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The Role of a CASA

What does a CASA volunteer do?

A CASA Advocate spends time with his or her child each week. For older children this might include offering friendship and emotional support while helping the child build trust and self-esteem. For infants and toddlers, it would include weekly visits at the home, supporting the child and their parents or caregivers. When the Court appoints a CASA volunteer to work with a child, these weekly visits are just the beginning.

The primary role of a Court Appointed Special Advocate is to:

  • Determine the needs of the child by reading the child’s entire welfare file, connecting with teachers, foster parents, social workers, doctors, mental health professionals, relatives, parents, attorneys– everyone involved in the child’s life throughout the case.
  • Facilitate social services and community resources to meet the needs of the child.
  • Advocate for the child’s needs to be met promptly and thoroughly. Write thorough, accurate court reports.
  • Monitor to ensure team members follow though on meeting the child’s needs.
  • Be a trusted support for the child. In the sea of ever-changing faces, the CASA volunteer is the one person the child knows will keep coming back – each and every week. 

No other program combines regular mentoring and preventive services with the comprehensive advocacy that influences decisions directly affecting the child’s future.

Who are CASA’s volunteers?

CASA volunteers come from all walks of life and are truly some our community’s most impressive adults. More than half are employed, 12% are students, 18% are retired. Many have children of their own. The majority of volunteers are between 40 and 60 years old but our current volunteers range in age from 21 to 82. See our page of frequently asked questions for potential CASA volunteers.

Requirements for becoming a Court Appointed Special Advocate

An applicant must:

  • Be at least 21 years of age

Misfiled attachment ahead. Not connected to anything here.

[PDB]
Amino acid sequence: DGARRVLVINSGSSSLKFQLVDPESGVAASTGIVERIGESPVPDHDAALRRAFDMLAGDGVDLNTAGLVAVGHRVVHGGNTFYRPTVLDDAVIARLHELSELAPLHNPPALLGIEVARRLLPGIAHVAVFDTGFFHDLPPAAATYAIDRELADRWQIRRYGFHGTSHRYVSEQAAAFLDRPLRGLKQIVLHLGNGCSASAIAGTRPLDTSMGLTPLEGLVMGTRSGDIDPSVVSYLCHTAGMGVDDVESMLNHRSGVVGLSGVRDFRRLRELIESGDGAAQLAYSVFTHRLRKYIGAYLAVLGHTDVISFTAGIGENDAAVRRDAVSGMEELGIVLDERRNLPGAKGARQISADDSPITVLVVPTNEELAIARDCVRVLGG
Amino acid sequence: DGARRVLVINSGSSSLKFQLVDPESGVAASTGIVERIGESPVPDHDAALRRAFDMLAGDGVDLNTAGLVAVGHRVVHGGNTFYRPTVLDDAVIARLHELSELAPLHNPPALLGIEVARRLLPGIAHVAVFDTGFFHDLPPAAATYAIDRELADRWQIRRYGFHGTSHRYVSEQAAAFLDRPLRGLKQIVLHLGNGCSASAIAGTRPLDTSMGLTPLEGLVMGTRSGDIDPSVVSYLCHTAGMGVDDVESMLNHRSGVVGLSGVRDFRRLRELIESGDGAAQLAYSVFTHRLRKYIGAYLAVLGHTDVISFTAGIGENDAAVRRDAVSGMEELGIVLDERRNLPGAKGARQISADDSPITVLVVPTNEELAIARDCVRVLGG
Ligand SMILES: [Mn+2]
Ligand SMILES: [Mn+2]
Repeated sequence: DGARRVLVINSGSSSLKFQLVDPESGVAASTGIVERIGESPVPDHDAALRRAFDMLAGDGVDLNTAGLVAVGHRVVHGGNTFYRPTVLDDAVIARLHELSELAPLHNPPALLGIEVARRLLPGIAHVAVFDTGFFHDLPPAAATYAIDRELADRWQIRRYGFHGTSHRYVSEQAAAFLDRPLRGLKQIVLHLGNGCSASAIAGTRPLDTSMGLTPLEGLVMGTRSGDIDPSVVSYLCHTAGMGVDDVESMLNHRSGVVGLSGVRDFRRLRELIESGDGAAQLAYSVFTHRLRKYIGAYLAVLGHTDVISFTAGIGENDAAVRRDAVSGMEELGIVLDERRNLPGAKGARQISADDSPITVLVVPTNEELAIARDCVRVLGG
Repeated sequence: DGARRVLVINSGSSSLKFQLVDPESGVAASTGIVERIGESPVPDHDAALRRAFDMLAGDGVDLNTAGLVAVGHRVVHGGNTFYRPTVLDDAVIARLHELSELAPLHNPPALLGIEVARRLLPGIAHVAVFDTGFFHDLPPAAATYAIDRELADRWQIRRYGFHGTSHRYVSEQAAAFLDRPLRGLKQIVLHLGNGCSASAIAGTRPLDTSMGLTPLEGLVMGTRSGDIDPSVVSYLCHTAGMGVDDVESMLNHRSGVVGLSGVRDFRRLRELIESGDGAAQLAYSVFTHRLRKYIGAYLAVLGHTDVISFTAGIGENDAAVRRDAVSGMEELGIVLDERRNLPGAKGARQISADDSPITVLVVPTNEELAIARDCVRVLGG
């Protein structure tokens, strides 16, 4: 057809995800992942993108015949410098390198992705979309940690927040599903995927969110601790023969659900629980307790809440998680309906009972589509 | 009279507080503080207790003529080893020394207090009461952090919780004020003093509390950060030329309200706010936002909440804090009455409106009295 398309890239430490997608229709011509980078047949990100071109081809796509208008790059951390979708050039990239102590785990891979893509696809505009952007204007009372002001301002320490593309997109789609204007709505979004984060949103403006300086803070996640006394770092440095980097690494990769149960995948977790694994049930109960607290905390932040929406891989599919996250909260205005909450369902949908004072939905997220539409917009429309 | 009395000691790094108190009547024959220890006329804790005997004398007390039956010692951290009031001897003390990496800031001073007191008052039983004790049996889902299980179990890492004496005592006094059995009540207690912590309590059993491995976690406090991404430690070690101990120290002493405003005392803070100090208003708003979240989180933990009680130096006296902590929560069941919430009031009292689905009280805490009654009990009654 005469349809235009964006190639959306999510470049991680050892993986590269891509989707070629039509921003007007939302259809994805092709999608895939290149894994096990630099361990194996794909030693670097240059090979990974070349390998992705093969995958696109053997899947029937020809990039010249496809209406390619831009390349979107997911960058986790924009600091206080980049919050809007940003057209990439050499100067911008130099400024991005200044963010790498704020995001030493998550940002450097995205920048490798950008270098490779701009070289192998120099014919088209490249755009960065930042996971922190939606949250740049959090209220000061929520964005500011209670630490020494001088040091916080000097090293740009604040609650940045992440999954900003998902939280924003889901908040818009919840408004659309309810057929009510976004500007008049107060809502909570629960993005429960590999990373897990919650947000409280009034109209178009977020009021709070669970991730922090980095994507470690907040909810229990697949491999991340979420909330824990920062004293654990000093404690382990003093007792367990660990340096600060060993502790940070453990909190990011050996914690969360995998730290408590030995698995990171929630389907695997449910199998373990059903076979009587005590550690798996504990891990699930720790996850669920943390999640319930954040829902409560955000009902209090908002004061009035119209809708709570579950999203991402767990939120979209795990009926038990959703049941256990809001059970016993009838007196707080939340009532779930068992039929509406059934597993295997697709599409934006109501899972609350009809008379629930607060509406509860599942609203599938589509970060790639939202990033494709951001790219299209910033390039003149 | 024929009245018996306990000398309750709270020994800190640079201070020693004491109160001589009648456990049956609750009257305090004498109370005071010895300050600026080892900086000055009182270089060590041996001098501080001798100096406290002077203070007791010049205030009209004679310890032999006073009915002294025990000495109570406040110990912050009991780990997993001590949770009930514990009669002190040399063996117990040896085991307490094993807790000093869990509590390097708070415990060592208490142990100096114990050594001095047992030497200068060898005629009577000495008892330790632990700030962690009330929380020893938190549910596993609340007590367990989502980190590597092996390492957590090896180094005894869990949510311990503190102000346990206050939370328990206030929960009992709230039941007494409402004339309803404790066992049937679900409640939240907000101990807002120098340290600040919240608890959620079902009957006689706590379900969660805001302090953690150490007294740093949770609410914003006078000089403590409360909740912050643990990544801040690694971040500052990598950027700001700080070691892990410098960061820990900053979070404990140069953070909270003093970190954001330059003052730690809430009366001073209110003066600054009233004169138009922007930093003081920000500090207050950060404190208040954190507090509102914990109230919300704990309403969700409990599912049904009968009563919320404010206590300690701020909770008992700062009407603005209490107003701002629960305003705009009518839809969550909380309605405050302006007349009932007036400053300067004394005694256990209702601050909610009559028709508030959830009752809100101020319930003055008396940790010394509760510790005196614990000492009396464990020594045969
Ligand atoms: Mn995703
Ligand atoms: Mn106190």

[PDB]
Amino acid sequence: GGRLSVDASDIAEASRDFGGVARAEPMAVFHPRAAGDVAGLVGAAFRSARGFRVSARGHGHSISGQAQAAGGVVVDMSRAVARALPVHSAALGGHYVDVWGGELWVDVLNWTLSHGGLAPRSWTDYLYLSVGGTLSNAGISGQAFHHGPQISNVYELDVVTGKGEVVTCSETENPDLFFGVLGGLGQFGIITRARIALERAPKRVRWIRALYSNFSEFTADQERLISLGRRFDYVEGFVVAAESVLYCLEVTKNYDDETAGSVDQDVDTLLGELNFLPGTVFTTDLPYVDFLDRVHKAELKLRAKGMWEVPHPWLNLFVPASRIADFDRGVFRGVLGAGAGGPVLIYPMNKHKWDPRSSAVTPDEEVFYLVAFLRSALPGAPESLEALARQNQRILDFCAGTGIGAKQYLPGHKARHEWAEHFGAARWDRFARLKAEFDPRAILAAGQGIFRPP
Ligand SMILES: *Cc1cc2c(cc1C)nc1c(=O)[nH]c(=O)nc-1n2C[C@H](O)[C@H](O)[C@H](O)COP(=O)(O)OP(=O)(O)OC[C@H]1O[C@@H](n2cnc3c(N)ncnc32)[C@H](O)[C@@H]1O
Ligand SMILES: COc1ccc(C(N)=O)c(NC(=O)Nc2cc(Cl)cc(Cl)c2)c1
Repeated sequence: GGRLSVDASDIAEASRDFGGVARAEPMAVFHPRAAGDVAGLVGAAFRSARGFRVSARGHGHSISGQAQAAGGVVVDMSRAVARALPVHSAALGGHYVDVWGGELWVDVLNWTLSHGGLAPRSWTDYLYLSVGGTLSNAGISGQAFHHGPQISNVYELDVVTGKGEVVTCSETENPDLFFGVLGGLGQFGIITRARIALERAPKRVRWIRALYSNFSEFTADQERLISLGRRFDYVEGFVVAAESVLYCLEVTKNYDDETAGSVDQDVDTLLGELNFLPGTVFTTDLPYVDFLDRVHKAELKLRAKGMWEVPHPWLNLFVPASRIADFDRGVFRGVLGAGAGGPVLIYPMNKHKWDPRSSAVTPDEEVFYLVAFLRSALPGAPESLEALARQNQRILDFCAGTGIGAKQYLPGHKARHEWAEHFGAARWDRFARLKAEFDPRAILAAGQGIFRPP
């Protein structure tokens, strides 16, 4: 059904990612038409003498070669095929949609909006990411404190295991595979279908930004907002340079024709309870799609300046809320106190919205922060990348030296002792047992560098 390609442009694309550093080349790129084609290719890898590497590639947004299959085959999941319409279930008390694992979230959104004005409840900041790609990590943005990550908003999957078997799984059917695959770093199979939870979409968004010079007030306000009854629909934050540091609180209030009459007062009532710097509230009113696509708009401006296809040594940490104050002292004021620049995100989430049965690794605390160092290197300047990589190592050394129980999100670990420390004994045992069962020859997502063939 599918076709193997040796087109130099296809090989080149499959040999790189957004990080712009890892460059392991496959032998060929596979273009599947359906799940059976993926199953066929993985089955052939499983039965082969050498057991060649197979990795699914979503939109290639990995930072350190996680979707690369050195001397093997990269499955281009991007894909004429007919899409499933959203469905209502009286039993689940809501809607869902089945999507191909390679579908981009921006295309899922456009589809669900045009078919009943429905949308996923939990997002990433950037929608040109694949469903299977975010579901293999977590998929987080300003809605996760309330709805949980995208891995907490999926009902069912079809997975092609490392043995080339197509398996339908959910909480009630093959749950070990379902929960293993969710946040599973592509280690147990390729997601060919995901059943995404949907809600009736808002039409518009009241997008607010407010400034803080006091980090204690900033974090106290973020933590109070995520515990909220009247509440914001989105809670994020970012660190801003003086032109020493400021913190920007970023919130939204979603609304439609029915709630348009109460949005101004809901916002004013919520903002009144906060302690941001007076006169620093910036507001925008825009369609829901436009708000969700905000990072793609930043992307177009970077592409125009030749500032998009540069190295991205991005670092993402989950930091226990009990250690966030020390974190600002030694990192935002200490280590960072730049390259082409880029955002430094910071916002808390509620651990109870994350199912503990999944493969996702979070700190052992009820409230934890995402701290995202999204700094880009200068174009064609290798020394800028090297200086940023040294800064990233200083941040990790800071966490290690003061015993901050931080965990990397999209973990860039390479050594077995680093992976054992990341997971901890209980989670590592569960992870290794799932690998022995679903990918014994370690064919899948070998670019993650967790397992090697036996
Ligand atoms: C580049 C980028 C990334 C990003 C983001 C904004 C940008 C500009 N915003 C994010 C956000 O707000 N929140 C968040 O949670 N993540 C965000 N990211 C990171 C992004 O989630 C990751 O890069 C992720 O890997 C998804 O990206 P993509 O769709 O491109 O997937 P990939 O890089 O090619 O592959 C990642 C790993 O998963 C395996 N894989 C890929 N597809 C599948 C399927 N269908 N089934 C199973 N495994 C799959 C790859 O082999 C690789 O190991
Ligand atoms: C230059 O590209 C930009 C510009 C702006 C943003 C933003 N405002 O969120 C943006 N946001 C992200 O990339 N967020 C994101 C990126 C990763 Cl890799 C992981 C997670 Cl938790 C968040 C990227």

• Commit to seeing the child 2-4 hours a week for up to two years. Every child’s case varies in length and at times a case may require additional hours of the Advocate’s time.
  • Have no felony convictions
  • Not have abused alcohol or any other substance within the last 5 years.
  • Not use illegal drugs
  • Have a valid driver’s license and car insurance, if applicant drives
  • Not be on probation or parole
  • Not have any serious physical or mental health concerns that could affect applicant’s ability to volunteer.
  • Individuals who have been convicted of a DWI or DUI within the last seven years are not allowed to serve as volunteer Advocates.
  • Any applicant found to have been convicted of, or to have current charges pending for a felony or misdemeanor involving a sex offense, child abuse, or child neglect will not be accepted as a CASA volunteer.
  • If an applicant is found to have committed a misdemeanor or felony that is unrelated to, or would not pose a risk to children and would not negatively impact the credibility of the CASA program, the CASA program will consider the extent of the rehabilitation since the misdemeanor or felony was committed as well as other factors that may influence the decision to accept the applicant as a CASA volunteer.  

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